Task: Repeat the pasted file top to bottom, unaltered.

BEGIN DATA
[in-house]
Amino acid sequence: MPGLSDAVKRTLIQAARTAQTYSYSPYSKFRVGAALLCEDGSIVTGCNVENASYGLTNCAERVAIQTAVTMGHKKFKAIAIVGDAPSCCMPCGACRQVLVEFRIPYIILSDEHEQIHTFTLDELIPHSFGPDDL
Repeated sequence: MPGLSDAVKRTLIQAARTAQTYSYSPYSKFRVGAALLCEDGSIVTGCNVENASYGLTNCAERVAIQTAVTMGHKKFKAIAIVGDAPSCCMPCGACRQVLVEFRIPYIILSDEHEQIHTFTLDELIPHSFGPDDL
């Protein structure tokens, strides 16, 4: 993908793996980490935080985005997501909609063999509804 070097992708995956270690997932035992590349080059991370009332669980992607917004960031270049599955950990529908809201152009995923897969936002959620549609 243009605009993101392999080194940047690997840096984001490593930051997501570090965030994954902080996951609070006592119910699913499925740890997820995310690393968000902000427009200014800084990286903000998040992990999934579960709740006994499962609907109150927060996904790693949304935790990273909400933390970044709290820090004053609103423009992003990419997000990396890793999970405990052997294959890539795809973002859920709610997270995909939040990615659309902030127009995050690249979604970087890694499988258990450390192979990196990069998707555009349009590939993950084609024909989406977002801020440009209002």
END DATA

[in-house]
Amino acid sequence: MPGLSDAVKRTLIQAARTAQTYSYSPYSKFRVGAALLCEDGSIVTGCNVENASYGLTNCAERVAIQTAVTMGHKKFKAIAIVGDAPSCCMPCGACRQVLVEFRIPYIILSDEHEQIHTFTLDELIPHSFGPDDL
Repeated sequence: MPGLSDAVKRTLIQAARTAQTYSYSPYSKFRVGAALLCEDGSIVTGCNVENASYGLTNCAERVAIQTAVTMGHKKFKAIAIVGDAPSCCMPCGACRQVLVEFRIPYIILSDEHEQIHTFTLDELIPHSFGPDDL
């Protein structure tokens, strides 16, 4: 993908793996980490935080985005997501909609063999509804 070097992708995956270690997932035992590349080059991370009332669980992607917004960031270049599955950990529908809201152009995923897969936002959620549609 243009605009993101392999080194940047690997840096984001490593930051997501570090965030994954902080996951609070006592119910699913499925740890997820995310690393968000902000427009200014800084990286903000998040992990999934579960709740006994499962609907109150927060996904790693949304935790990273909400933390970044709290820090004053609103423009992003990419997000990396890793999970405990052997294959890539795809973002859920709610997270995909939040990615659309902030127009995050690249979604970087890694499988258990450390192979990196990069998707555009349009590939993950084609024909989406977002801020440009209002």